What proof of distracted driving did you uncover?

Through discovery and with the help of our cellular telephone records expert, we were able to determine that the truck driver had used his mobile phone on numerous occasions in the hours and minutes prior to the crash. The evidence showed 18 outgoing calls, 2 incoming calls and 1 incoming text including an outgoing call minutes before the accident. This was strong evidence that the driver had been using his cellular telephone in violation of the FMCSRs and had been engaged in distracted driving at the time of the collision. To bolster our evidence, we also hired an Ph.D. expert on distracted driving.

Our expert professor, a Ph.D. of cognitive neuroscience and human factors expert, has a specialty in distracted driving. His work and study on distracted driving has been extensively published in peer reviewed journals. His research focuses on distracted driving and the correlation with interaction with electronic devices while driving. His research has shown the following:

  • Drivers are 8x more likely to be in a crash than when the driver pays attention
  • When a driver takes his eyes off or the road for 2.5 seconds there is a significant impairment of lane maintenance, visual scanning and processing of information necessary to safely operate a vehicle safely.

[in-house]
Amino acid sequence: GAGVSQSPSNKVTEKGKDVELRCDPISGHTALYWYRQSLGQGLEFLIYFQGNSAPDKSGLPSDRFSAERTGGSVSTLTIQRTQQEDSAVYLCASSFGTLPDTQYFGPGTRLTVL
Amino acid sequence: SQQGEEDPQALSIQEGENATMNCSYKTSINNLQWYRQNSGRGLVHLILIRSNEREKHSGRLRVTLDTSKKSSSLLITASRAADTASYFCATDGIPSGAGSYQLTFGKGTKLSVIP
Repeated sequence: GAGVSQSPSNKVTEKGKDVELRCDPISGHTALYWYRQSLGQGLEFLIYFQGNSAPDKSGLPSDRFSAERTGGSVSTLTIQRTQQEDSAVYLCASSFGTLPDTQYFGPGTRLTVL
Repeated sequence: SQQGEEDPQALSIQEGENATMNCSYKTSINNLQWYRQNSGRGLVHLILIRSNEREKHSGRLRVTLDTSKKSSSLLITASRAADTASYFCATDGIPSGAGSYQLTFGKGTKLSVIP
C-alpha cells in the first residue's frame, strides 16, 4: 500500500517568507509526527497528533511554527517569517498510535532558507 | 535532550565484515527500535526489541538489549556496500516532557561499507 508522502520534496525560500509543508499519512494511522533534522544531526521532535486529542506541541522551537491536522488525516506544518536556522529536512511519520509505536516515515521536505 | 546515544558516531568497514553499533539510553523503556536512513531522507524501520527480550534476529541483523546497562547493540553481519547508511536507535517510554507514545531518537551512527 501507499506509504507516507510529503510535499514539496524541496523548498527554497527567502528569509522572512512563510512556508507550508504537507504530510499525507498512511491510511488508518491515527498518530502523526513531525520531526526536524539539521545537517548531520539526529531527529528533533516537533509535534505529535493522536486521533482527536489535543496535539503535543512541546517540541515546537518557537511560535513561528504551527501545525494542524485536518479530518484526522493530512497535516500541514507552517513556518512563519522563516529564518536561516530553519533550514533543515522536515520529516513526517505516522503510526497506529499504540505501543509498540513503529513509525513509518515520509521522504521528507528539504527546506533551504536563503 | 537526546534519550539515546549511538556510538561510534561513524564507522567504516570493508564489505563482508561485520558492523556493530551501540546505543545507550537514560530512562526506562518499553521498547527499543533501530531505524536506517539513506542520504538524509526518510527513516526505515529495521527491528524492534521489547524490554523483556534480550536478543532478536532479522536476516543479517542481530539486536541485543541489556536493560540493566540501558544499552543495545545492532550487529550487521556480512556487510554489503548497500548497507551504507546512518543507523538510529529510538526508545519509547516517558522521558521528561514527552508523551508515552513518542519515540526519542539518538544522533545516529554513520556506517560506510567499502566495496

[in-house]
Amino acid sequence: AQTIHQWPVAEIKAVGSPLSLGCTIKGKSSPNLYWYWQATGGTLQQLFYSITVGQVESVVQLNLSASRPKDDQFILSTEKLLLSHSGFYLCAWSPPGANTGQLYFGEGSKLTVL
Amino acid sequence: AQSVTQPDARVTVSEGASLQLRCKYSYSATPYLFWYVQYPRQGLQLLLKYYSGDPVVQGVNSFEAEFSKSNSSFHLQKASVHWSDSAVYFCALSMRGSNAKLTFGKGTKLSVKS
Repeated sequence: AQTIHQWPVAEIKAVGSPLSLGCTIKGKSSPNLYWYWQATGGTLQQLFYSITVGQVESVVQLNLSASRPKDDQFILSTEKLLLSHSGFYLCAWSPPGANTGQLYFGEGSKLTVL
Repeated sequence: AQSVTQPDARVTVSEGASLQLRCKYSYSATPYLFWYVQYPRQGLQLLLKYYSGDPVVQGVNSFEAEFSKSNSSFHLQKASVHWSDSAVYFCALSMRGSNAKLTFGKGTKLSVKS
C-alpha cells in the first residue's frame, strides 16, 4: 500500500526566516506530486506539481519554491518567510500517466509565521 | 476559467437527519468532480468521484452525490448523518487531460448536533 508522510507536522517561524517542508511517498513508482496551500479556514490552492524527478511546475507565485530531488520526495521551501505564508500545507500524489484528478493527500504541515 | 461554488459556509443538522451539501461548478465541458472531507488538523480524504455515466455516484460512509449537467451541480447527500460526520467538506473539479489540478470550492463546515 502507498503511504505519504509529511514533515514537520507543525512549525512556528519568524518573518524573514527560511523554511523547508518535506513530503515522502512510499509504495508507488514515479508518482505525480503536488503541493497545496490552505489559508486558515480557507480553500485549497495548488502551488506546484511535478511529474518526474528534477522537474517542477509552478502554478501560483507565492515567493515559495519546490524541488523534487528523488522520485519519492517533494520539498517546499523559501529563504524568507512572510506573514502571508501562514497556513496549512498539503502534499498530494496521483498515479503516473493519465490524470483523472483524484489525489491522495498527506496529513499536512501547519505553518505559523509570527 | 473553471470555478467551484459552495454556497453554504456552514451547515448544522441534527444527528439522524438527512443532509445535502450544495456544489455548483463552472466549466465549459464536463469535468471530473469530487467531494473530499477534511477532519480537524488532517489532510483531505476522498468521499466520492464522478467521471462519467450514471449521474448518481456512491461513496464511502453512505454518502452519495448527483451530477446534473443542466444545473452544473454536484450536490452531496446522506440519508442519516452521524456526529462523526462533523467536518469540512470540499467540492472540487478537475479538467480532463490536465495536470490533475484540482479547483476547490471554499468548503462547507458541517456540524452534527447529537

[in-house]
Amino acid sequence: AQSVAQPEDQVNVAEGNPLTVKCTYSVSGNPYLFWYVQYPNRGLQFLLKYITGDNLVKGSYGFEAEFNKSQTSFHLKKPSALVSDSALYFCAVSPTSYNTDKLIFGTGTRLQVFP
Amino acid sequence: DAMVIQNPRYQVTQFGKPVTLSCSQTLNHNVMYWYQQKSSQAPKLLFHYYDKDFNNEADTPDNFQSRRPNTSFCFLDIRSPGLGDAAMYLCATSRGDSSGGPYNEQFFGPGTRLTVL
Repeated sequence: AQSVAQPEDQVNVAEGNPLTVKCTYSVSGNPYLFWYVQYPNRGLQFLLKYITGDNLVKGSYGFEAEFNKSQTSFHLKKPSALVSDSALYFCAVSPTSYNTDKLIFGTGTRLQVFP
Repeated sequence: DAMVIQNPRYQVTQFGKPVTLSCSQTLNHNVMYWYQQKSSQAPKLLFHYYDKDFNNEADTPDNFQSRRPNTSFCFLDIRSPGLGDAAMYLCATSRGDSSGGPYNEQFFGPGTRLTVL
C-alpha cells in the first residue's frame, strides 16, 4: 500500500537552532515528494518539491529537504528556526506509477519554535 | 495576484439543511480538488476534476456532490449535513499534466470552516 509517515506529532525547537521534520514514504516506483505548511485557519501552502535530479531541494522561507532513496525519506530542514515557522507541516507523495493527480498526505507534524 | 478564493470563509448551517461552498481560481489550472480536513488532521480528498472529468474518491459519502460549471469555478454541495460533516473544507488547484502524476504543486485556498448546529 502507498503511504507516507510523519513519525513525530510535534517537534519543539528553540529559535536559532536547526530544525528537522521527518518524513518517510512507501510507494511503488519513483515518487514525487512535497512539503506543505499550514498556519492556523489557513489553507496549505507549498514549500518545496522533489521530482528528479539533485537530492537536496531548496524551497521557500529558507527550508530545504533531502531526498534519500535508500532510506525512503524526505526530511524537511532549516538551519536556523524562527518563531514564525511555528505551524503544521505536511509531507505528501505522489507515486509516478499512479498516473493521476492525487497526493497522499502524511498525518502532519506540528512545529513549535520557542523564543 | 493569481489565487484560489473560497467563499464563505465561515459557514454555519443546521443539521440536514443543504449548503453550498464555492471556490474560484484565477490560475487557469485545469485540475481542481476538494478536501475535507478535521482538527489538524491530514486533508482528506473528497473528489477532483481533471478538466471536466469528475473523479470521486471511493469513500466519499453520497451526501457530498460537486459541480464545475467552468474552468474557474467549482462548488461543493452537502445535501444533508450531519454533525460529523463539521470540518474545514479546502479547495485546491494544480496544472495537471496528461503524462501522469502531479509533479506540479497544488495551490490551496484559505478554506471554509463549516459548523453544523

We also introduced studies conducted by the FMCSA. Research commissioned by the FMCSA shows that the odds of being involved in a crash or other safety-critical event are 6 times greater for commercial motor vehicle drivers using a mobile phone while driving than for those who do not. Dialing truck drivers took their eyes off the forward roadway for an average of 3.8 seconds. At 55 mph (or 80.7 feet per second), this equates to a driver traveling 306 feet, the approximate length of a football field, without looking at the roadway.

We also received the company’s policies and procedures manual in discovery, including the company’s cellular phone usage policy. The policy was deficient in that it did not strictly prohibit the use of a mobile telephone and texting while driving as is required by the FMSCRs. We were able to show that not only was the driver negligent, but his employer was negligent as well. The company should have had strict policies in compliance with the FMCSRs.

What was the result of the case?

While nothing can bring back our client’s dad, we were able to obtain a significant confidential settlement for our client. He will now have money to go to college and start a life for himself when he reaches 18 years of age.

If you or a loved one is injured or killed in a car or truck accident and you suspect that distracted driving was the cause of the crash, please call Clark Harmonson at the Harmonson Law Firm. Harmonson Law Firm is located in El Paso, Texas. We accept cases throughout Texas, New Mexico, Arizona and California. Our number is (915) 584-8777 or contact us here.